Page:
A fire at one of Christendom’s most iconic places of worship has been met with disbelief by an Ulsterwoman who has lived 50 years in Paris.
Notre Dame cathedral, dating back 850 years, suffered colossal damage after a blaze took hold before 6.50pm.
Ruth de Saint Hilaire (nee Mann), who was born in Belfast and moved to the French capital in the 1960s, tonight told of her utter dismay and devastation at the inferno.
“My sons telephoned to tell me,” said Mrs de Saint Hilaire of the fire, which has led to messages of regret from political leaders around the world including President Donald Trump. “It is part of me,” she added, “I love the place – not being a Catholic, but a Christian I suppose. It is the most beautiful cathedral I have ever seen.”
The president of France Emmanuel Macron tonight spoke of the “emotion of a whole nation”, and said the world was witnessing nothing less than “part of us burn”.
Echoing such language, Mrs de Saint Hilaire said “I am there” as she watched live TV from her apartment in Paris’s 16th arrondissement.
She first set foot in Notre Dame on a visit to Paris for her 16th birthday, and visited it regularly after moving to the city decades ago. Audibly distressed, she said: “I don’t believe it is happening. I just hope it is an accident. If it is anything else, it is not possible.”
Mrs de Saint Hilaire last set foot in Notre Dame a year or so ago, but did not go inside much in recent years because of the queues of tourists.
But she loved to sit in the Shakespeare and Co cafe on the left bank of the River Seine and look across to the cathedral’s twin spires. “I am an architecture fan. It takes your breath away, it still does.”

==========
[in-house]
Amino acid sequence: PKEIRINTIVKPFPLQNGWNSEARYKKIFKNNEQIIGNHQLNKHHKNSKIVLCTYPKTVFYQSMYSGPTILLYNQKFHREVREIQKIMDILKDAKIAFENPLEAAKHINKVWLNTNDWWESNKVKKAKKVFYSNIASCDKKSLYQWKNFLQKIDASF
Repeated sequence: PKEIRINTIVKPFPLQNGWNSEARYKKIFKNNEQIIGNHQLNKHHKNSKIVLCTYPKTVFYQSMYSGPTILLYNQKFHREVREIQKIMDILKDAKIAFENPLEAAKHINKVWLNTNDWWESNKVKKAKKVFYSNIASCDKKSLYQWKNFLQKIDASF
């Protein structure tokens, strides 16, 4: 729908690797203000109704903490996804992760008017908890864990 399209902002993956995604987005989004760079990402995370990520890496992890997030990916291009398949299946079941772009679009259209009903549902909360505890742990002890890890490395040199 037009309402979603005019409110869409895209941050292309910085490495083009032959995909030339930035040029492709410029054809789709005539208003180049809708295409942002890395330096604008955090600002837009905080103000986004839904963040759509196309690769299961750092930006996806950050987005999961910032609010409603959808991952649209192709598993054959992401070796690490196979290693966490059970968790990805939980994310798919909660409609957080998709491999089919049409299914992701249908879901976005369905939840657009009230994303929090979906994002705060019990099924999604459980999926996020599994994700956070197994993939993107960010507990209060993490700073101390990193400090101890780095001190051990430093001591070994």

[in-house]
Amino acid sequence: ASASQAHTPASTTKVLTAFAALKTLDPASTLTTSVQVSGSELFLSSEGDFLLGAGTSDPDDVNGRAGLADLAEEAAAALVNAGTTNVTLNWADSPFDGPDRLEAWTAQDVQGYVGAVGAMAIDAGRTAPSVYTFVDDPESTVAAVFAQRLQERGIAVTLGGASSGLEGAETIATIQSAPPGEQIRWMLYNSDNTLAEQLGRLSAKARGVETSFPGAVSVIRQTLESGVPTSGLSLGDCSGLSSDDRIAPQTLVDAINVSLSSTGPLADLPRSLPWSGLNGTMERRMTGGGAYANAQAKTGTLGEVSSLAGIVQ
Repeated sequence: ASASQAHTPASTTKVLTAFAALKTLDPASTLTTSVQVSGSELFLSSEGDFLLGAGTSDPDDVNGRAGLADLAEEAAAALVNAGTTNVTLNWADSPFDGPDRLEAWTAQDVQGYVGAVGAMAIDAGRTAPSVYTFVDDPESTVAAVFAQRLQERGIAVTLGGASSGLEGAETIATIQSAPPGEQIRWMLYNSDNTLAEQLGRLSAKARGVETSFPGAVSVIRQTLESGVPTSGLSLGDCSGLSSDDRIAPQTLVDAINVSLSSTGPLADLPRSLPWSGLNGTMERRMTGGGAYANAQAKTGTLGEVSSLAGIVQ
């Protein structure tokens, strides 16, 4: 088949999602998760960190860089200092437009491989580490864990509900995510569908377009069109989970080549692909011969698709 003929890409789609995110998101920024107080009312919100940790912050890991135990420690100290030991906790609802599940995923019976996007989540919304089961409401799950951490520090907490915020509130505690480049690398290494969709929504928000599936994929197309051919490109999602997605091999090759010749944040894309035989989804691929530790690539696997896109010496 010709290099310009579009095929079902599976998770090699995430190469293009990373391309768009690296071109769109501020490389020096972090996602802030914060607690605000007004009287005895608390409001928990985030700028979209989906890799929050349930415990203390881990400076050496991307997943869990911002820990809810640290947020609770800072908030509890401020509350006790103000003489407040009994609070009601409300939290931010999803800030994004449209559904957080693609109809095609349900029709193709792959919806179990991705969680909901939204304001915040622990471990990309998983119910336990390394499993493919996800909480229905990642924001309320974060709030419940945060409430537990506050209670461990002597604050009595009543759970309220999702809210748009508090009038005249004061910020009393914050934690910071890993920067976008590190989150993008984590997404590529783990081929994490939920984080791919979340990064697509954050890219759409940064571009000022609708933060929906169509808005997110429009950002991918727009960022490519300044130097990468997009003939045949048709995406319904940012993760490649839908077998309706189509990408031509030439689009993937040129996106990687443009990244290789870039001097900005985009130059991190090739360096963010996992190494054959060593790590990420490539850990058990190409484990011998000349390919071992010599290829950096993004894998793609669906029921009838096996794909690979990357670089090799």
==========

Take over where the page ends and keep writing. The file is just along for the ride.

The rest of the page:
Reflecting a sense of trauma felt across France, she said: “I am terrible.”
Officials said the fire may be linked to renovation work French media reported.
The Catholic archbishop of Armagh Eamon Martin wrote this message online tonight: “Heartbreaking to see the sacred and historic Notre Dame cathedral engulfed with flame. Sending prayers from Ireland to Archbishop Michel Aupetit at the Diocese of Paris and the people of Paris.”
The Facebook page for Monkstown Parish Church, a large imposing 18th century Anglican church in Dublin, said tonight: “Any of us who have the stewardship of historic and iconic buildings live in dread of such events.
“Our prayers this evening for the whole cathedral community and for those who love this building dearly.”
One of the city’s oldest and most recognisable buildings, work began on Notre Dame de Paris Cathedral in 1163. The first stone was laid in front of Pope Alexander III.
The original structure was completed nearly 200 years later, in 1345, and its name translates to ‘Our Lady of Paris’. Some 13 million people now visit the Catholic landmark every year – more than 30,000 every day on average – according to its official website, and it is believed to be the most visited structure in the French capital.
The spire, which collapsed during yesterday’s fire, has undergone several changes in the building’s history.